chairman of state archaeological entire problems of the traffic inr
surveys of the national research archeological specimens," the au-
council has been receiving com- thority stated, "is the resUlts of mis-
munications for months from ama- apprehensions concerning the value.
teur collectors who were beginning of the specimens on the part of
to doubt the authenticity of the amateur collectors. From a sci--
specimens which were coming in entific point of view specimens
such quantities from the Cumber- have no value unless there is at-
land mountain region in Kentucky. tached a complete :historical rec-
His committee could act only in an ord which.-is known to come from
advisory capacity and counseled an absolutely reliablesource. When
the collectors to bring the matter amateurs adopt this point of view
to the atention of the United there will be no opportunity for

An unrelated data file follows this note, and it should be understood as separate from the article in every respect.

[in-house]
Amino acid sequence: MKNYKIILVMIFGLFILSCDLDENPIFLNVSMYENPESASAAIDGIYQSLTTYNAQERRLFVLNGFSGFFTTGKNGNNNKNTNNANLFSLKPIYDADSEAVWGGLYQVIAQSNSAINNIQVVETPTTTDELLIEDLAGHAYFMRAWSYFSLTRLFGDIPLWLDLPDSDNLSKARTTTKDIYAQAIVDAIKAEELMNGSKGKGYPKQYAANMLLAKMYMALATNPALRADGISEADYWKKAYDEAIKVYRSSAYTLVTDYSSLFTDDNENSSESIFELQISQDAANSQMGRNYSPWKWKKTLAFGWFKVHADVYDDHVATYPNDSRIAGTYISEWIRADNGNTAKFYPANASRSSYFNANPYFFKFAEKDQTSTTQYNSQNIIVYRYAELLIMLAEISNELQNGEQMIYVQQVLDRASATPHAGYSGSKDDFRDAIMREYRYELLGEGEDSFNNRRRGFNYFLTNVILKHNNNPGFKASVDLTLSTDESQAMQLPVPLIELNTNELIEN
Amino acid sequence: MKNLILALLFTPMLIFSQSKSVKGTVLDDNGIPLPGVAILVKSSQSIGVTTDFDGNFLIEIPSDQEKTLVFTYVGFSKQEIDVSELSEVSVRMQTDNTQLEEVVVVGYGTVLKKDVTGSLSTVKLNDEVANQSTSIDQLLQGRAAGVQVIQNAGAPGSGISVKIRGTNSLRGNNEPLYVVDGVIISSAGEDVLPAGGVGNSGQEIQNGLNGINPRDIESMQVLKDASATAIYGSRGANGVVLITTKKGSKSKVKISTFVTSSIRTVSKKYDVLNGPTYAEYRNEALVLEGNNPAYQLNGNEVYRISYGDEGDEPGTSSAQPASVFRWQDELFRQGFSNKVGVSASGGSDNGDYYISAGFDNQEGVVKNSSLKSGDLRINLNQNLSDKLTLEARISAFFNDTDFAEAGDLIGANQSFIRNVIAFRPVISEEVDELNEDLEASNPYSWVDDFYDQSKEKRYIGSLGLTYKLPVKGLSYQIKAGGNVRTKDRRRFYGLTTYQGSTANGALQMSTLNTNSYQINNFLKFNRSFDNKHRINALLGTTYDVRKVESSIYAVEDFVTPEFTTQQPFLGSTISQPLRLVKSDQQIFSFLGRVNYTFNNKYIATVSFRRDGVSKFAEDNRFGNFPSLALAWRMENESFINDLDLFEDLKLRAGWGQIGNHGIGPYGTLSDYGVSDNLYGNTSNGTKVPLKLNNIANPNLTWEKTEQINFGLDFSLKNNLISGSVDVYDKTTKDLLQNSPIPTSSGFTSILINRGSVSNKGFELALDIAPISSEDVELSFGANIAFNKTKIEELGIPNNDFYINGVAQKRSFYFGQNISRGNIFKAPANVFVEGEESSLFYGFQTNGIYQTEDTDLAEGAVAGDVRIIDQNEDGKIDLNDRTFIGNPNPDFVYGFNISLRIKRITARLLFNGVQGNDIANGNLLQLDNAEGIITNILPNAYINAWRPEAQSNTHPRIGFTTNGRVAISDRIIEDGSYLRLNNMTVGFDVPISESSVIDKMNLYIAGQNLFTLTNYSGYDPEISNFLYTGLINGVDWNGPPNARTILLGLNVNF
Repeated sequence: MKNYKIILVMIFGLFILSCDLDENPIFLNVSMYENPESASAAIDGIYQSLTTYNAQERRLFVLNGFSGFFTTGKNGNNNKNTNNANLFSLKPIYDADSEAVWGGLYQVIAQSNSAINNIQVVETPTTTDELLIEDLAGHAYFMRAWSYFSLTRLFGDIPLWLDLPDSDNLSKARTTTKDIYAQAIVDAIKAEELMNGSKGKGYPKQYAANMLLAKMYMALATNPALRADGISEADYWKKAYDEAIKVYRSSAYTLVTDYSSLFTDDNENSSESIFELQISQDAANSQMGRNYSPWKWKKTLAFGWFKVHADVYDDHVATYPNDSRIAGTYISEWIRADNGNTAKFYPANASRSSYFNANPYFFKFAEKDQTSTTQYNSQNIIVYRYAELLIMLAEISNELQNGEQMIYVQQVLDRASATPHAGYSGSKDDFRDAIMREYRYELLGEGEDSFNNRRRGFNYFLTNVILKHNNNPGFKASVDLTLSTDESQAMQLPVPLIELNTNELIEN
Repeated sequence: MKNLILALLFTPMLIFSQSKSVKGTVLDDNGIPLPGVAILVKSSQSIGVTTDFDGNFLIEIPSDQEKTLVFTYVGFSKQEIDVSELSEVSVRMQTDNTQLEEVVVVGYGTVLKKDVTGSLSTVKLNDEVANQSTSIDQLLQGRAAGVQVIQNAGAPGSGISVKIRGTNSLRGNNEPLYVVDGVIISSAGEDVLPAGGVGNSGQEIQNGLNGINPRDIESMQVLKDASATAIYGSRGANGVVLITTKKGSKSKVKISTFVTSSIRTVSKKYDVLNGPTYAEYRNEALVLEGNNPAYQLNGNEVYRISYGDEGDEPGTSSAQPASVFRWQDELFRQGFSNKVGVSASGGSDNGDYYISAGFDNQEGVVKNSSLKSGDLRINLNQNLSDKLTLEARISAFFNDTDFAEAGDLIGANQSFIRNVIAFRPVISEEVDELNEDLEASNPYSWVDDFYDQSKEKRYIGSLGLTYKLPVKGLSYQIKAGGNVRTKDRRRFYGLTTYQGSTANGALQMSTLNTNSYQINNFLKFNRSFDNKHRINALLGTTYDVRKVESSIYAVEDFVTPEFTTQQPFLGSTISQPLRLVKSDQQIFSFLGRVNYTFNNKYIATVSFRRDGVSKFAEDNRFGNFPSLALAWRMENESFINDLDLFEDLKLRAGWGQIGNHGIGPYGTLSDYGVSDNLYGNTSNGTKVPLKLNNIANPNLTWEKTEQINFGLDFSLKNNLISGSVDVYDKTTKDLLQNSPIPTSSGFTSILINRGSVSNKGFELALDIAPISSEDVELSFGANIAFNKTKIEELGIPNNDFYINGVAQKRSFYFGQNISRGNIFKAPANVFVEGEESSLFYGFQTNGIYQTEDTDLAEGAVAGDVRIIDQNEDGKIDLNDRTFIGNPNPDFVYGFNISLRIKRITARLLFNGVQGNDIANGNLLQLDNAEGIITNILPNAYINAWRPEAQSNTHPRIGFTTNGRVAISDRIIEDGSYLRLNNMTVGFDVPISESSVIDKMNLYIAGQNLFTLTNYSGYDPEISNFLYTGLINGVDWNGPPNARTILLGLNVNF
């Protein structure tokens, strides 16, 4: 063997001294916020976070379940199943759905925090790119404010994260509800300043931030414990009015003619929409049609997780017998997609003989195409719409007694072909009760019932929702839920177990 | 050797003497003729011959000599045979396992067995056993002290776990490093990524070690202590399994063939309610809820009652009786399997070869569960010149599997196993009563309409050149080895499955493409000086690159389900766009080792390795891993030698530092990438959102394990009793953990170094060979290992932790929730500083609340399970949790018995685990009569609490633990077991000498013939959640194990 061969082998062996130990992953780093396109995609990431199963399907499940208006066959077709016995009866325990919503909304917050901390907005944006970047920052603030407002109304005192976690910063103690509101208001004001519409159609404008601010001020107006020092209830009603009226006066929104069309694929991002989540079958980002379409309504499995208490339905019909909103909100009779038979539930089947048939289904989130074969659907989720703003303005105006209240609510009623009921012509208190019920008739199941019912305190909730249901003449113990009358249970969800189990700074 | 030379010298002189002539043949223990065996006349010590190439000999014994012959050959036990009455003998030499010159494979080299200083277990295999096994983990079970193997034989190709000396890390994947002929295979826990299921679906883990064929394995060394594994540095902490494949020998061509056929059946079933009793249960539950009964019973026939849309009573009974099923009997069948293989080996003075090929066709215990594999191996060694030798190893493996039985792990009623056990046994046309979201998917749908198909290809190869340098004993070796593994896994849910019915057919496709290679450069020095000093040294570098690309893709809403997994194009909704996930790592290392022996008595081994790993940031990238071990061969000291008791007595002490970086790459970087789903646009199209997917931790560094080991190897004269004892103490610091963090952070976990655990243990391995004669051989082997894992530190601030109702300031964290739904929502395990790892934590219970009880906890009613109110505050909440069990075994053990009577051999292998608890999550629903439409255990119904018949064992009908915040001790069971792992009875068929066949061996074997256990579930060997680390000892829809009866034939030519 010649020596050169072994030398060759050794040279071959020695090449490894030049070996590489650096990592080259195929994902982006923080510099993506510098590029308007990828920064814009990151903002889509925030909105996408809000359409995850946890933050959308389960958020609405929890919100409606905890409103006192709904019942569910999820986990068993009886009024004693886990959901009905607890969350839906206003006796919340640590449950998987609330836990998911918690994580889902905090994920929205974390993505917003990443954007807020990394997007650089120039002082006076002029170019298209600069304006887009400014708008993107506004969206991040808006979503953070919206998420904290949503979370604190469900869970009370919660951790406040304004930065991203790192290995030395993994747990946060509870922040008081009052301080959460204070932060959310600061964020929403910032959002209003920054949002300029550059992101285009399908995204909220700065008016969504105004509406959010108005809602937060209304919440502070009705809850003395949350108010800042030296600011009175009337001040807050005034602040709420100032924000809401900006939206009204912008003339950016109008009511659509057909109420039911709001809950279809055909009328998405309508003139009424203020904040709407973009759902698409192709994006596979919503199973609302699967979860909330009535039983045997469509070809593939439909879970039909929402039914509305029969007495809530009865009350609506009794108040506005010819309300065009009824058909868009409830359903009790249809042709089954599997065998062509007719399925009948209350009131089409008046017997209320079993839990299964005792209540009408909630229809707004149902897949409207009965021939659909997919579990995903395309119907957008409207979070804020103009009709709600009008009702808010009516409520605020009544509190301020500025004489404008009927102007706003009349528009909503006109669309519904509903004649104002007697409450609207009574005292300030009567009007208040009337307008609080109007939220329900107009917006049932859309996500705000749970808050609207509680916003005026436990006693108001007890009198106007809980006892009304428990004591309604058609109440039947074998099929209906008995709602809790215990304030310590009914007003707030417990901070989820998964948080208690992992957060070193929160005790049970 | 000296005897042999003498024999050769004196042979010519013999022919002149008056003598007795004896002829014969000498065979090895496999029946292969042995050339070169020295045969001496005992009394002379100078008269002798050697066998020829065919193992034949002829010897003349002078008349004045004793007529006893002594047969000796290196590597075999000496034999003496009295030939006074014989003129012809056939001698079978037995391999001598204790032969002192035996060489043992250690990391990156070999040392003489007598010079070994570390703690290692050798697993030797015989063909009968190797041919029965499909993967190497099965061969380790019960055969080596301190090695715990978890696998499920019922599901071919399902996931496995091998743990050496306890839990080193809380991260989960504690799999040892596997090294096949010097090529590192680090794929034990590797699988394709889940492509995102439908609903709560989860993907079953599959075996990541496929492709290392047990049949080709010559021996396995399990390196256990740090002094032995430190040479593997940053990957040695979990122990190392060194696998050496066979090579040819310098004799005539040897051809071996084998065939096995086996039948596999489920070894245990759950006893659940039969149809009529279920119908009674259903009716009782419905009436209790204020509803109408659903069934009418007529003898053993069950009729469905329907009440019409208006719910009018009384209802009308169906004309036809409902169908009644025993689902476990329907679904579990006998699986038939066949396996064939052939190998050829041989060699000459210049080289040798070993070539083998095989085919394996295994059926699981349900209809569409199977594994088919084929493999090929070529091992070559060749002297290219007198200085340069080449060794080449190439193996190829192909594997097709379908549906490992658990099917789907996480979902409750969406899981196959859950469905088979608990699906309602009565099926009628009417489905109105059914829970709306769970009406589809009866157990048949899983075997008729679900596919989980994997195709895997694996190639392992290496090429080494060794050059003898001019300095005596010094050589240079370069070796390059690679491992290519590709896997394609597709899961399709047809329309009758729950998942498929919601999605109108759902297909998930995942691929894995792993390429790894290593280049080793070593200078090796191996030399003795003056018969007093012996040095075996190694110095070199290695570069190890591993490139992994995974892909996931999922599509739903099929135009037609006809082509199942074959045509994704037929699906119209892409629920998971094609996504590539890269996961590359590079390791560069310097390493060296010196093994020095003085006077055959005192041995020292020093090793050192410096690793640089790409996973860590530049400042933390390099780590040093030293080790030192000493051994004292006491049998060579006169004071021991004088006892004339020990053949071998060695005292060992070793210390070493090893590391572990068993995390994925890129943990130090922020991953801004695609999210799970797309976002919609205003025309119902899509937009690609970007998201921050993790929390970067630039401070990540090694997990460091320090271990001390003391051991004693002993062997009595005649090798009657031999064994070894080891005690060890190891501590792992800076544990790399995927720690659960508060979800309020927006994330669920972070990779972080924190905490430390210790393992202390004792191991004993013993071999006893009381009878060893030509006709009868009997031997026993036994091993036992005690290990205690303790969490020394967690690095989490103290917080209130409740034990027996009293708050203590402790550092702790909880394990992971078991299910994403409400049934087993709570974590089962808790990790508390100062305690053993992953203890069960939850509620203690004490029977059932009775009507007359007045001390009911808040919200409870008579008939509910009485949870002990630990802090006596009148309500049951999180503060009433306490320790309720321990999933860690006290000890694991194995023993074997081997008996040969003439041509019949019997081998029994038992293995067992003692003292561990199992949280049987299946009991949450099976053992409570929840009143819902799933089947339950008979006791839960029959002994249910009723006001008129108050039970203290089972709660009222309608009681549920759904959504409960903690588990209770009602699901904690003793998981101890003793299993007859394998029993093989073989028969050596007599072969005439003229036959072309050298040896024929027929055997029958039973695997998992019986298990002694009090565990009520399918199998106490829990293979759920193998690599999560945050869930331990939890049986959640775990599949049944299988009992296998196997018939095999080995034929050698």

Sates postal authorities, which was the selling of spurious material at
subseq iently done. fancy prices."
Investigation of the matter has
revealed to federal authorities Buy an 'Ensian subscription now
that three inspired Kentuckians, for $5.50, and you will be :sure of
Mark Hanna Guffey, "Wade" Bell, receiving a copy in the spring.
and "Velt" Jones have been con-
Aid The Damage Fund Today.

Wonderful Homse!
LARGE LOT REDUCED PRICE
The owner of a splendid house on Martin Place finds it advisable to give up his home.
The quality of this place should attract discriminating buyers.
Built in 1924, on a lot 91 x145 ft., with shingle exterior, in English Colonial style with
three-car garage.
The house has 10 rooms, including six bedrooms, two baths, two fireplaces, all oak
floors, with oak and enamel finish. Heated by vapor steam and basement is equipped with
large laundry, automatic gas heater and softener. Also built-in Arco Vacuum cleaning
system.
Price is now $32,000.00 with terms.

For appointment call
CALL MR. RUNNER
with

CHARLES L. BROOCKS
REAL ESTATE EXCHANGE, INC.
Brooks-Bldg.